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FoodMaven Is Ready to Disrupt Denver

This food waste-fighting startup aims to form a new link in the food chain to catch—and sell—oversupply.

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Much of the media’s coverage on food waste focuses on consumer responsibility. That is to say, what you and I can do in our own kitchens to chip away at the country’s staggering waste problem (around 40 percent of all the food produced in the U.S. is lost, according to the Natural Resources Defense Council). And while taking measures to reduce squandered food in home kitchens is certainly a step in the right direction, the reality is that most waste occurs earlier in the supply chain. What happens post-harvest—from distribution to retail—is where the vast majority of our food falls through the figurative cracks.

Colorado Springs-based startup FoodMaven hopes to be a solution to this problem, and it launches in Denver this week. The for-profit company was co-founded last year by Dan Lewis, who spearheaded the Colorado Springs Food Rescue, and Patrick Bultema, a venture-backed executive with plenty of experience in the tech sector.

FoodMaven’s continuously updated digital shopping platform allows wholesale buyers to purchase oversupplied food—everything from (perfectly good) supermarket products approaching their sell-by dates to local farm harvests that haven’t yet found homes—at deeply discounted prices. FoodMaven then promptly delivers the products to buyers—typically restaurants, hospitals, and institutional facilities such as assisted living centers. Logistically, FoodMaven’s marketplace offers flexibility and agility in an otherwise slow and rigid system.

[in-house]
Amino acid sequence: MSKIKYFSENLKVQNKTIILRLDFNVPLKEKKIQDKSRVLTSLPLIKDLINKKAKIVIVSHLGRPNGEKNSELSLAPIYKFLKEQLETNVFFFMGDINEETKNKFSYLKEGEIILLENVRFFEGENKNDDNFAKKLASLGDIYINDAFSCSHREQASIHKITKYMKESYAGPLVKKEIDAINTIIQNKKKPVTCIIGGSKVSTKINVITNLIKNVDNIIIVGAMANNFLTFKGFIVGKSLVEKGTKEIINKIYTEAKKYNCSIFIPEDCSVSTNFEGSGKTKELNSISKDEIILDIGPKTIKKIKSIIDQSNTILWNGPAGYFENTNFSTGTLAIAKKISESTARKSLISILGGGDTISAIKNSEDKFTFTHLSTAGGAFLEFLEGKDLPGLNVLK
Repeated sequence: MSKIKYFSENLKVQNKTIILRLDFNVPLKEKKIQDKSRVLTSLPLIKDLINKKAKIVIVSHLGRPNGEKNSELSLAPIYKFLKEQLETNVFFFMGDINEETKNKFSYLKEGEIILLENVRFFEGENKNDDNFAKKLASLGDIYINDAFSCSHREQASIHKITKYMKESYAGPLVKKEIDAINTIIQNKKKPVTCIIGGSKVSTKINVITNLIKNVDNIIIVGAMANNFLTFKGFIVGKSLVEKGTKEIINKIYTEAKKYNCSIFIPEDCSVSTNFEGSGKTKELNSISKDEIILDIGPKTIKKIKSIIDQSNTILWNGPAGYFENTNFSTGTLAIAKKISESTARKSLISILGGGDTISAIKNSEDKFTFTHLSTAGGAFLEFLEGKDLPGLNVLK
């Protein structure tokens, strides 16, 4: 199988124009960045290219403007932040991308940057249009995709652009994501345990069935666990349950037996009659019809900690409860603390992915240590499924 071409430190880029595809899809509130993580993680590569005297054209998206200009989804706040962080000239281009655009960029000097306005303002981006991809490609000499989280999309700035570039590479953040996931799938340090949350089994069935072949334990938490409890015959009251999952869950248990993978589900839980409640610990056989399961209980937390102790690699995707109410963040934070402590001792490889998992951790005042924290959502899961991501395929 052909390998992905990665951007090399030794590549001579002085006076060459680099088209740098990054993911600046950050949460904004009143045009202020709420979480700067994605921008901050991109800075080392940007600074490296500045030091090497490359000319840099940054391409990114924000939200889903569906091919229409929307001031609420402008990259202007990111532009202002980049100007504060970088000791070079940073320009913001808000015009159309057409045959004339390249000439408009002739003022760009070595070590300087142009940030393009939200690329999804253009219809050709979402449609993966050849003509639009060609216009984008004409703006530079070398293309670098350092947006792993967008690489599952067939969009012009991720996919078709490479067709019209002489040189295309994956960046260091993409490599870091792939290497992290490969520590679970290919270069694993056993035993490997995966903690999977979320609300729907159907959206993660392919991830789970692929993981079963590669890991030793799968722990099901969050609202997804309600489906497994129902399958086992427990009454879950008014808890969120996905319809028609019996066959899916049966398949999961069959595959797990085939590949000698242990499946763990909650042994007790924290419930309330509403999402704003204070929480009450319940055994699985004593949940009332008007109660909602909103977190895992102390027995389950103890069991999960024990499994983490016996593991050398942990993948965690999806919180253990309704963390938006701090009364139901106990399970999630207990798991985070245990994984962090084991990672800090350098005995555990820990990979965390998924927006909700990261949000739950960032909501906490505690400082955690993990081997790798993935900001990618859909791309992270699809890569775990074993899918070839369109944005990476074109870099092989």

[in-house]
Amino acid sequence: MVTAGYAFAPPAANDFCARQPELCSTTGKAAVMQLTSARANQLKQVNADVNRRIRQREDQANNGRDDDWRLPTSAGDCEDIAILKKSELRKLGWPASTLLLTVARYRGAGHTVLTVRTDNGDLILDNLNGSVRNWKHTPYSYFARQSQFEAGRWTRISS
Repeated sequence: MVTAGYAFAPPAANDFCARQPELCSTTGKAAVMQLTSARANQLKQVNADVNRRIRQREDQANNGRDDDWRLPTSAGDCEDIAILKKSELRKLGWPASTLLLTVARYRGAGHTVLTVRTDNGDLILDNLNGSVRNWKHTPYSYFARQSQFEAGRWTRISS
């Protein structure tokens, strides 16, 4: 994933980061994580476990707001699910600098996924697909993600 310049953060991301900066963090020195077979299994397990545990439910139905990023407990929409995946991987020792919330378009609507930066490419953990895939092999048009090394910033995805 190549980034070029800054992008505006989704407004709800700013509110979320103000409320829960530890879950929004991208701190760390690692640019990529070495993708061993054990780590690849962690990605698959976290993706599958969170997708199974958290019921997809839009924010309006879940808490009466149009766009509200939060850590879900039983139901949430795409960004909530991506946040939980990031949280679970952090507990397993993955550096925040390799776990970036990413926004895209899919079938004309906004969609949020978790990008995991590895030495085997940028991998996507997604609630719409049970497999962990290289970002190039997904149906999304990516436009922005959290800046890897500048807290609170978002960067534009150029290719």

“Our food system offers continuous abundance,” Bultema says, “but the unintended consequence is lost food. The system hasn’t changed since the 1950s…this is the beginning of the transformation.”

FoodMaven makes economical sense for all parties involved: It generates profits for suppliers, such as supermarkets, which would typically have to pay to dispose of oversupply, and it conveniently delivers top-quality product to buyers for an unbeatable price. While there are many local, nonprofit groups who recover wasted food (such as Denver’s We Don’t Waste), FoodMaven’s for-profit model allows it to have a larger reach and impact. Plus, FoodMaven is committed to a “zero landfill” policy, diverting any unsold product for donations or animal feed.

The Blue Star, a 22-year-old restaurant in Colorado Springs, has been a FoodMaven customer since last December. General manager Autumn Londo appreciates the sustainability aspect, but she also loves the savings. It allows chefs to snap up peak-quality items, such as heirloom tomatoes or sablefish, at steep discounts and have them on diners’ plates that same day. The only catch? You never know what you’re going to get.

Now, Denver buyers can get in on the action. The company intends to test the market here in the Mile High City for a year before pursuing national expansion.

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